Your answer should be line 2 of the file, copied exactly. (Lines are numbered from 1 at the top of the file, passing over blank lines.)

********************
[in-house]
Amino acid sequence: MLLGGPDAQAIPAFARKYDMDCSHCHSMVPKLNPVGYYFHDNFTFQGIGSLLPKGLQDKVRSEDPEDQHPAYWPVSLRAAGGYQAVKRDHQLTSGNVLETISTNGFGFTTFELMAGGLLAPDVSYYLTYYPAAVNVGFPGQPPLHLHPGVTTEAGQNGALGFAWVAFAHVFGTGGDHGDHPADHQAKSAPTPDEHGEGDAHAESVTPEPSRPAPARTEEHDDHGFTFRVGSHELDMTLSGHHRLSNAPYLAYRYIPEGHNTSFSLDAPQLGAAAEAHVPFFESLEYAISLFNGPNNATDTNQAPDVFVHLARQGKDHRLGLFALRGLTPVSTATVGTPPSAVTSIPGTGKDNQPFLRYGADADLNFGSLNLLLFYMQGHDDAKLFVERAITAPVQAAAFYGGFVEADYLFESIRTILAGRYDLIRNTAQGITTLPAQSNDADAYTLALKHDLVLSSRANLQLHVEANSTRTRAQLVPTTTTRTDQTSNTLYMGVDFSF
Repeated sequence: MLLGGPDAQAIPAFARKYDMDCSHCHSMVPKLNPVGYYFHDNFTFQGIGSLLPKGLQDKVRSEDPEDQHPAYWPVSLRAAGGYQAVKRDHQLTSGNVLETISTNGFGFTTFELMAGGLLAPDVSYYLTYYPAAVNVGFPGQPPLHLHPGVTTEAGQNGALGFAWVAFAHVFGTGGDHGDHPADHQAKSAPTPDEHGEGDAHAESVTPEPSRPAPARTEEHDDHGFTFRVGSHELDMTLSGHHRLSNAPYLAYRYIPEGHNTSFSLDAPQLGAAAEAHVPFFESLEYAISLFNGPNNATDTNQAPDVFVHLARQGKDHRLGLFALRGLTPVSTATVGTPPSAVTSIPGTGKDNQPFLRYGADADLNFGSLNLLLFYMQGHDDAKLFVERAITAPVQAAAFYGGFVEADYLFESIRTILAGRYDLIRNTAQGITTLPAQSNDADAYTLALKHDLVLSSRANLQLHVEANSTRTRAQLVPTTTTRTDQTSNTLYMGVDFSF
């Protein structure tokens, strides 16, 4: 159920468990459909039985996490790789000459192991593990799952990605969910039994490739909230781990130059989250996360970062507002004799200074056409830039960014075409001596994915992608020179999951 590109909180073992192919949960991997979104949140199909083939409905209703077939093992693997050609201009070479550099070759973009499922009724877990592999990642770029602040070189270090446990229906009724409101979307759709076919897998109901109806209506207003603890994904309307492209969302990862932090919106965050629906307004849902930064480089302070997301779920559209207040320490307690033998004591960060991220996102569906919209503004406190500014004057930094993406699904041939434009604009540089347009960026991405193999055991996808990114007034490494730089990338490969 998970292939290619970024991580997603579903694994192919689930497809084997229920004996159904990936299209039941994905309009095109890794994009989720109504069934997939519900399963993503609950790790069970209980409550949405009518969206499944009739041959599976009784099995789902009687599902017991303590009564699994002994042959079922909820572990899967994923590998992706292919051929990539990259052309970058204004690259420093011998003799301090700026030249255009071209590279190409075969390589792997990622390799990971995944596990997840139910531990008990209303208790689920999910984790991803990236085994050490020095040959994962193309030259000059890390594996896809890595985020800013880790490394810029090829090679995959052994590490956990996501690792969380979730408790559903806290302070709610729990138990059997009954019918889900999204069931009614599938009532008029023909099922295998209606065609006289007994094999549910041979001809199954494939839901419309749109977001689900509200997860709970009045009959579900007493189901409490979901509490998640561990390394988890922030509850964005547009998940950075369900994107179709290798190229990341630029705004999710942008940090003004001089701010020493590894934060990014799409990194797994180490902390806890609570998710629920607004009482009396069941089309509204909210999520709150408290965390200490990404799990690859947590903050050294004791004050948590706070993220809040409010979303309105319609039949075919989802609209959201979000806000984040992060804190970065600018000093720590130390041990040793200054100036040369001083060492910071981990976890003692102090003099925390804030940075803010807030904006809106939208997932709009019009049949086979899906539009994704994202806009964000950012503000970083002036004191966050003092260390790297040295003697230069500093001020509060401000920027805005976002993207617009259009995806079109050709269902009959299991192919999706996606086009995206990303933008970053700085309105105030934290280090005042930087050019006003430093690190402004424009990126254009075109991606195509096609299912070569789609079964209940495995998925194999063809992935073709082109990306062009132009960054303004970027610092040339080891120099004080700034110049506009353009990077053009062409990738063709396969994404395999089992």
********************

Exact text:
Amino acid sequence: MLLGGPDAQAIPAFARKYDMDCSHCHSMVPKLNPVGYYFHDNFTFQGIGSLLPKGLQDKVRSEDPEDQHPAYWPVSLRAAGGYQAVKRDHQLTSGNVLETISTNGFGFTTFELMAGGLLAPDVSYYLTYYPAAVNVGFPGQPPLHLHPGVTTEAGQNGALGFAWVAFAHVFGTGGDHGDHPADHQAKSAPTPDEHGEGDAHAESVTPEPSRPAPARTEEHDDHGFTFRVGSHELDMTLSGHHRLSNAPYLAYRYIPEGHNTSFSLDAPQLGAAAEAHVPFFESLEYAISLFNGPNNATDTNQAPDVFVHLARQGKDHRLGLFALRGLTPVSTATVGTPPSAVTSIPGTGKDNQPFLRYGADADLNFGSLNLLLFYMQGHDDAKLFVERAITAPVQAAAFYGGFVEADYLFESIRTILAGRYDLIRNTAQGITTLPAQSNDADAYTLALKHDLVLSSRANLQLHVEANSTRTRAQLVPTTTTRTDQTSNTLYMGVDFSF